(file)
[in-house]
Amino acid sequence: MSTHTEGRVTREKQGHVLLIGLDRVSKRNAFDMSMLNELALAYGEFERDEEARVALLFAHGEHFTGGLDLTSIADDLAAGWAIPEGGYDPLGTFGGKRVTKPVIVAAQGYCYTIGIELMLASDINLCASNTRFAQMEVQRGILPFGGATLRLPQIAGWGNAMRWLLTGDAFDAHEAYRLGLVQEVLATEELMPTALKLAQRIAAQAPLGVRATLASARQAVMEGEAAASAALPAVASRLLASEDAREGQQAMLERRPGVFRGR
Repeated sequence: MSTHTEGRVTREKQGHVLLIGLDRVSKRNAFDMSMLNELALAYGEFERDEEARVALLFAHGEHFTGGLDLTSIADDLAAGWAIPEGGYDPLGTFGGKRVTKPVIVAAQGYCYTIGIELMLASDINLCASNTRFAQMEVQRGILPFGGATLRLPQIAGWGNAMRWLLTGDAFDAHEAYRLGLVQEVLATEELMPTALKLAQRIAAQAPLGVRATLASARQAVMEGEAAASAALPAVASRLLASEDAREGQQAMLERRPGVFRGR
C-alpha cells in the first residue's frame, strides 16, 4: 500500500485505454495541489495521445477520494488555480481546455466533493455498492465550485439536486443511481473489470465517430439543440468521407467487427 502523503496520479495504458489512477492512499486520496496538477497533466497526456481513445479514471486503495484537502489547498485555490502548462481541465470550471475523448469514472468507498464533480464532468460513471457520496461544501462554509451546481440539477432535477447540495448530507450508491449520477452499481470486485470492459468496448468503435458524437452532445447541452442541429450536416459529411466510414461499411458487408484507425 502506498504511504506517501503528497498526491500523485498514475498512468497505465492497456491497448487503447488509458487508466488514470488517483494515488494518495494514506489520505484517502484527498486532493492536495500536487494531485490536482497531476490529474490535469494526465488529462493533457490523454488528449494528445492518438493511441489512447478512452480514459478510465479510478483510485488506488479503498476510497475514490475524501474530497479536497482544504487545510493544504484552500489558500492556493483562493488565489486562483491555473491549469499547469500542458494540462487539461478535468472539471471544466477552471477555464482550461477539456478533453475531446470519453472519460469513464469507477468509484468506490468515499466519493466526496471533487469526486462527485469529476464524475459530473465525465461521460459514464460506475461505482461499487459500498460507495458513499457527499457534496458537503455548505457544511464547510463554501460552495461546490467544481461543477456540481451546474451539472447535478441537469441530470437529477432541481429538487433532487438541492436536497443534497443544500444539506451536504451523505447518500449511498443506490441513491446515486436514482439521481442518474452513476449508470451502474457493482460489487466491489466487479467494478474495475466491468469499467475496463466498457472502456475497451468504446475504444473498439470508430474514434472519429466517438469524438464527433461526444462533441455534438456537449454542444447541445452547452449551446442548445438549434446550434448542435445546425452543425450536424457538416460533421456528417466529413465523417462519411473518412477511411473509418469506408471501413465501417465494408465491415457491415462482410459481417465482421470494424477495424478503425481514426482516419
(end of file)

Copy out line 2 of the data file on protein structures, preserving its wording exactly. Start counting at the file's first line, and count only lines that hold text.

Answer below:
Amino acid sequence: MSTHTEGRVTREKQGHVLLIGLDRVSKRNAFDMSMLNELALAYGEFERDEEARVALLFAHGEHFTGGLDLTSIADDLAAGWAIPEGGYDPLGTFGGKRVTKPVIVAAQGYCYTIGIELMLASDINLCASNTRFAQMEVQRGILPFGGATLRLPQIAGWGNAMRWLLTGDAFDAHEAYRLGLVQEVLATEELMPTALKLAQRIAAQAPLGVRATLASARQAVMEGEAAASAALPAVASRLLASEDAREGQQAMLERRPGVFRGR